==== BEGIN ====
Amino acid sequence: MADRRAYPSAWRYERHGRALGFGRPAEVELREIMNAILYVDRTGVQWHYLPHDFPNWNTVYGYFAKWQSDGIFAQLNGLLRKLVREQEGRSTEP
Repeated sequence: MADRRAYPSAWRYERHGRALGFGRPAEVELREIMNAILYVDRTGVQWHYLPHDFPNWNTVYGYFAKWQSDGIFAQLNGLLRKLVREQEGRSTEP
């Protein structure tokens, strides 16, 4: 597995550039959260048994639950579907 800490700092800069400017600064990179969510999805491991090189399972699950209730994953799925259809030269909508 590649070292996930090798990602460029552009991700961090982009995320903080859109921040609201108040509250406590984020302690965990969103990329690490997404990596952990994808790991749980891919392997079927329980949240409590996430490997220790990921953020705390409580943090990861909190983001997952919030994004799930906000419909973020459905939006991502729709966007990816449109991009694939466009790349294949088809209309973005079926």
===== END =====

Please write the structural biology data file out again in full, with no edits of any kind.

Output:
Amino acid sequence: MADRRAYPSAWRYERHGRALGFGRPAEVELREIMNAILYVDRTGVQWHYLPHDFPNWNTVYGYFAKWQSDGIFAQLNGLLRKLVREQEGRSTEP
Repeated sequence: MADRRAYPSAWRYERHGRALGFGRPAEVELREIMNAILYVDRTGVQWHYLPHDFPNWNTVYGYFAKWQSDGIFAQLNGLLRKLVREQEGRSTEP
């Protein structure tokens, strides 16, 4: 597995550039959260048994639950579907 800490700092800069400017600064990179969510999805491991090189399972699950209730994953799925259809030269909508 590649070292996930090798990602460029552009991700961090982009995320903080859109921040609201108040509250406590984020302690965990969103990329690490997404990596952990994808790991749980891919392997079927329980949240409590996430490997220790990921953020705390409580943090990861909190983001997952919030994004799930906000419909973020459905939006991502729709966007990816449109991009694939466009790349294949088809209309973005079926």